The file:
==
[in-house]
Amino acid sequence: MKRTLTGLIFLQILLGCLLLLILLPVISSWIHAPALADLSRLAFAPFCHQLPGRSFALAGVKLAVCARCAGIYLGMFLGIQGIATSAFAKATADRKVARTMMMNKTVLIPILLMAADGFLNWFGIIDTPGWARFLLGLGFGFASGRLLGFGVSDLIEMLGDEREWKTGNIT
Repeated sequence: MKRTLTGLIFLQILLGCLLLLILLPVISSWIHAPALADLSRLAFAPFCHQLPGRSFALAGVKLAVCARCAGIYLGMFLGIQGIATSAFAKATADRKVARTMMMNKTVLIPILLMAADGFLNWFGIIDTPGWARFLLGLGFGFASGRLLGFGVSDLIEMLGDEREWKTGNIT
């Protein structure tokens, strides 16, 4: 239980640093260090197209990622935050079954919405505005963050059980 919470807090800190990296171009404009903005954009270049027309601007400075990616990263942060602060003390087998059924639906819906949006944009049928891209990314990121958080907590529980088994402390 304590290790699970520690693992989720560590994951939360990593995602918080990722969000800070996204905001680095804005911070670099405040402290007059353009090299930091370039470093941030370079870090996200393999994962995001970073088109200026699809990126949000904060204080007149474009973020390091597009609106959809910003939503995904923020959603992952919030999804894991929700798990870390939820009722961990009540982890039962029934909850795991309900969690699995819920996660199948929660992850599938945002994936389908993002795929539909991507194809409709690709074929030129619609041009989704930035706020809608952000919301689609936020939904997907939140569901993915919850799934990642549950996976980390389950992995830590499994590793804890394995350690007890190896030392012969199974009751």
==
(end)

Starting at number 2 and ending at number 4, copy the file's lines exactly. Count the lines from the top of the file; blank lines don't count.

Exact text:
Amino acid sequence: MKRTLTGLIFLQILLGCLLLLILLPVISSWIHAPALADLSRLAFAPFCHQLPGRSFALAGVKLAVCARCAGIYLGMFLGIQGIATSAFAKATADRKVARTMMMNKTVLIPILLMAADGFLNWFGIIDTPGWARFLLGLGFGFASGRLLGFGVSDLIEMLGDEREWKTGNIT
Repeated sequence: MKRTLTGLIFLQILLGCLLLLILLPVISSWIHAPALADLSRLAFAPFCHQLPGRSFALAGVKLAVCARCAGIYLGMFLGIQGIATSAFAKATADRKVARTMMMNKTVLIPILLMAADGFLNWFGIIDTPGWARFLLGLGFGFASGRLLGFGVSDLIEMLGDEREWKTGNIT
């Protein structure tokens, strides 16, 4: 239980640093260090197209990622935050079954919405505005963050059980 919470807090800190990296171009404009903005954009270049027309601007400075990616990263942060602060003390087998059924639906819906949006944009049928891209990314990121958080907590529980088994402390 304590290790699970520690693992989720560590994951939360990593995602918080990722969000800070996204905001680095804005911070670099405040402290007059353009090299930091370039470093941030370079870090996200393999994962995001970073088109200026699809990126949000904060204080007149474009973020390091597009609106959809910003939503995904923020959603992952919030999804894991929700798990870390939820009722961990009540982890039962029934909850795991309900969690699995819920996660199948929660992850599938945002994936389908993002795929539909991507194809409709690709074929030129619609041009989704930035706020809608952000919301689609936020939904997907939140569901993915919850799934990642549950996976980390389950992995830590499994590793804890394995350690007890190896030392012969199974009751």